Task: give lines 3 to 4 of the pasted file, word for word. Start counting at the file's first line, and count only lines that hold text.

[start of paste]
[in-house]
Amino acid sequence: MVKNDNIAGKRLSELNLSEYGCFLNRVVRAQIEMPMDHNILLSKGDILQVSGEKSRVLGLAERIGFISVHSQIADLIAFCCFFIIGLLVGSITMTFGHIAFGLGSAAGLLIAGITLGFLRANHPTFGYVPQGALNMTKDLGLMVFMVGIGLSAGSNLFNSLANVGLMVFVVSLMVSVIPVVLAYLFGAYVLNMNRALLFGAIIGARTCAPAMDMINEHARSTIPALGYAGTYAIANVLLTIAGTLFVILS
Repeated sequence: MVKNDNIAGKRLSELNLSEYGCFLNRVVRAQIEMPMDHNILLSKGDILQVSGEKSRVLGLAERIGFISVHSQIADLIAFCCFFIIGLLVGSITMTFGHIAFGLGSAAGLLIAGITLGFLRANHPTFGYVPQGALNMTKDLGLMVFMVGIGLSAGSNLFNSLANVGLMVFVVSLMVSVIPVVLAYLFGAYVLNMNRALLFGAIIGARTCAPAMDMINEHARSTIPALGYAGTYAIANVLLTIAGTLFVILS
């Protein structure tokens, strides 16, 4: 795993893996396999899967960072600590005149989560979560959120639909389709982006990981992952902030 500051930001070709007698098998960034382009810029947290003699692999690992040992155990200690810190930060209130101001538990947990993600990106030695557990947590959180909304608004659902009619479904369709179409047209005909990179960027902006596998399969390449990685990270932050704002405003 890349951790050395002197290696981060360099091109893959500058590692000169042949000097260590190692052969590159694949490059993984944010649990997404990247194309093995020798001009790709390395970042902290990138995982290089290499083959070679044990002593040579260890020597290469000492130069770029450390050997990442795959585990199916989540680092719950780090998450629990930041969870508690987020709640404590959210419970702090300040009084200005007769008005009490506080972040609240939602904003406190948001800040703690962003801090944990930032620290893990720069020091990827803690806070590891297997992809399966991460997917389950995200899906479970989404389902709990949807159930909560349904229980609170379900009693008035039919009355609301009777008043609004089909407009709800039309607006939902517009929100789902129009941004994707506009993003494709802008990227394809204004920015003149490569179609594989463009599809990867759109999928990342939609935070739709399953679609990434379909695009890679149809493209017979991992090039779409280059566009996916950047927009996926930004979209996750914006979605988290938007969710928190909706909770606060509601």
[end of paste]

Repeated sequence: MVKNDNIAGKRLSELNLSEYGCFLNRVVRAQIEMPMDHNILLSKGDILQVSGEKSRVLGLAERIGFISVHSQIADLIAFCCFFIIGLLVGSITMTFGHIAFGLGSAAGLLIAGITLGFLRANHPTFGYVPQGALNMTKDLGLMVFMVGIGLSAGSNLFNSLANVGLMVFVVSLMVSVIPVVLAYLFGAYVLNMNRALLFGAIIGARTCAPAMDMINEHARSTIPALGYAGTYAIANVLLTIAGTLFVILS
């Protein structure tokens, strides 16, 4: 795993893996396999899967960072600590005149989560979560959120639909389709982006990981992952902030 500051930001070709007698098998960034382009810029947290003699692999690992040992155990200690810190930060209130101001538990947990993600990106030695557990947590959180909304608004659902009619479904369709179409047209005909990179960027902006596998399969390449990685990270932050704002405003 890349951790050395002197290696981060360099091109893959500058590692000169042949000097260590190692052969590159694949490059993984944010649990997404990247194309093995020798001009790709390395970042902290990138995982290089290499083959070679044990002593040579260890020597290469000492130069770029450390050997990442795959585990199916989540680092719950780090998450629990930041969870508690987020709640404590959210419970702090300040009084200005007769008005009490506080972040609240939602904003406190948001800040703690962003801090944990930032620290893990720069020091990827803690806070590891297997992809399966991460997917389950995200899906479970989404389902709990949807159930909560349904229980609170379900009693008035039919009355609301009777008043609004089909407009709800039309607006939902517009929100789902129009941004994707506009993003494709802008990227394809204004920015003149490569179609594989463009599809990867759109999928990342939609935070739709399953679609990434379909695009890679149809493209017979991992090039779409280059566009996916950047927009996926930004979209996750914006979605988290938007969710928190909706909770606060509601």